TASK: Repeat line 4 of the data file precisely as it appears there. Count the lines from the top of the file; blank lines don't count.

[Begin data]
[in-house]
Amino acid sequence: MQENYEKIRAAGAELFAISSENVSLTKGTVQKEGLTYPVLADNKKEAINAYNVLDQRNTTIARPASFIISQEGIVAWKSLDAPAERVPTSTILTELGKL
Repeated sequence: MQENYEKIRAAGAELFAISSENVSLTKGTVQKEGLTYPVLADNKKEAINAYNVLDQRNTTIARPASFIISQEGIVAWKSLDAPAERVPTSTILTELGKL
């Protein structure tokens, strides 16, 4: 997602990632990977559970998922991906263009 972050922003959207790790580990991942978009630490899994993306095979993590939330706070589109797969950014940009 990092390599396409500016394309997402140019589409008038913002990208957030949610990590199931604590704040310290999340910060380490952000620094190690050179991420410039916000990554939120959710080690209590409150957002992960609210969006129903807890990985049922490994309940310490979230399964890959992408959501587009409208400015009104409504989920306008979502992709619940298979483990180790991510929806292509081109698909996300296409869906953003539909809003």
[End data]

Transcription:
């Protein structure tokens, strides 16, 4: 997602990632990977559970998922991906263009 972050922003959207790790580990991942978009630490899994993306095979993590939330706070589109797969950014940009 990092390599396409500016394309997402140019589409008038913002990208957030949610990590199931604590704040310290999340910060380490952000620094190690050179991420410039916000990554939120959710080690209590409150957002992960609210969006129903807890990985049922490994309940310490979230399964890959992408959501587009409208400015009104409504989920306008979502992709619940298979483990180790991510929806292509081109698909996300296409869906953003539909809003």